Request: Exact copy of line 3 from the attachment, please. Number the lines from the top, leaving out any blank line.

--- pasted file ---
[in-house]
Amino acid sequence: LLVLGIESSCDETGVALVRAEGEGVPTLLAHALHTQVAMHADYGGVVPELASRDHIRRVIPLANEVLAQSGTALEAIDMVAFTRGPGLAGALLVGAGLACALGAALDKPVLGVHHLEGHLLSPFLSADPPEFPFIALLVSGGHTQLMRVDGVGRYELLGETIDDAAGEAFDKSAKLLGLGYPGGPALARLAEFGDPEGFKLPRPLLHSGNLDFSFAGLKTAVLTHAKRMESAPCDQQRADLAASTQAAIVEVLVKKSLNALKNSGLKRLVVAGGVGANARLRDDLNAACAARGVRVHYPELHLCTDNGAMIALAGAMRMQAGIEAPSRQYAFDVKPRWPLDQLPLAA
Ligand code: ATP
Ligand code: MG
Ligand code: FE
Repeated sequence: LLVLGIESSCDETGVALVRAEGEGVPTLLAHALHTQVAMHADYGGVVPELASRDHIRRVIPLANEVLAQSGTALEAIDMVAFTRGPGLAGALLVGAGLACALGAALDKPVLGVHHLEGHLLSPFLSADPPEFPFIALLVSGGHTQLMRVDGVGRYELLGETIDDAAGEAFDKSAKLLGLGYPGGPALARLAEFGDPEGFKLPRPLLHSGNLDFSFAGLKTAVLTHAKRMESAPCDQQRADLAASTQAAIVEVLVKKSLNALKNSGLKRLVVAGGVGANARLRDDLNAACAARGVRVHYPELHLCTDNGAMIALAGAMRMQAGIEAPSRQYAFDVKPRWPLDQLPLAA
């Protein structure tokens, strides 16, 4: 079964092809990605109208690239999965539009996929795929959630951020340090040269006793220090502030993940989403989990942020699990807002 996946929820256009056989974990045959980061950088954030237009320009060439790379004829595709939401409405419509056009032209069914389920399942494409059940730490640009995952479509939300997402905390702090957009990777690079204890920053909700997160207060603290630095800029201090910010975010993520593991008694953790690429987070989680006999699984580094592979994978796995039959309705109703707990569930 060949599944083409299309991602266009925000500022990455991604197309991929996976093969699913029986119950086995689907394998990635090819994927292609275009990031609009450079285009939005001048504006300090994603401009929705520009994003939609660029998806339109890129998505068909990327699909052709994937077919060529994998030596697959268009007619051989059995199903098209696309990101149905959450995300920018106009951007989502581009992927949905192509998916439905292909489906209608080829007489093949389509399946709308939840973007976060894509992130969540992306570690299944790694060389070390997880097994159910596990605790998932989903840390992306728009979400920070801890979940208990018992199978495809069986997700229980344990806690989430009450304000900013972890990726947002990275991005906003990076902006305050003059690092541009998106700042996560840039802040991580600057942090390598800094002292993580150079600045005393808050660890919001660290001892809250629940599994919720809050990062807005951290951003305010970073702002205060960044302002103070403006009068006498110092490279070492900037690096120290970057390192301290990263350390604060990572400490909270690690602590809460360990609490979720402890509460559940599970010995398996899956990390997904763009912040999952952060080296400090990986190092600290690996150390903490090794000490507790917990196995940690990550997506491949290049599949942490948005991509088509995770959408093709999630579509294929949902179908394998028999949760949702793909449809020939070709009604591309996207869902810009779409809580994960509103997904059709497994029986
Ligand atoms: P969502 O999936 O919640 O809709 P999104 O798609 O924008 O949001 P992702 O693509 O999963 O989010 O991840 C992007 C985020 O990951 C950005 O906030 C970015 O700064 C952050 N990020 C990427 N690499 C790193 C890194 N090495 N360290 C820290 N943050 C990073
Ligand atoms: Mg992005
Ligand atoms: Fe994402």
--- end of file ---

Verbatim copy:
Ligand code: ATP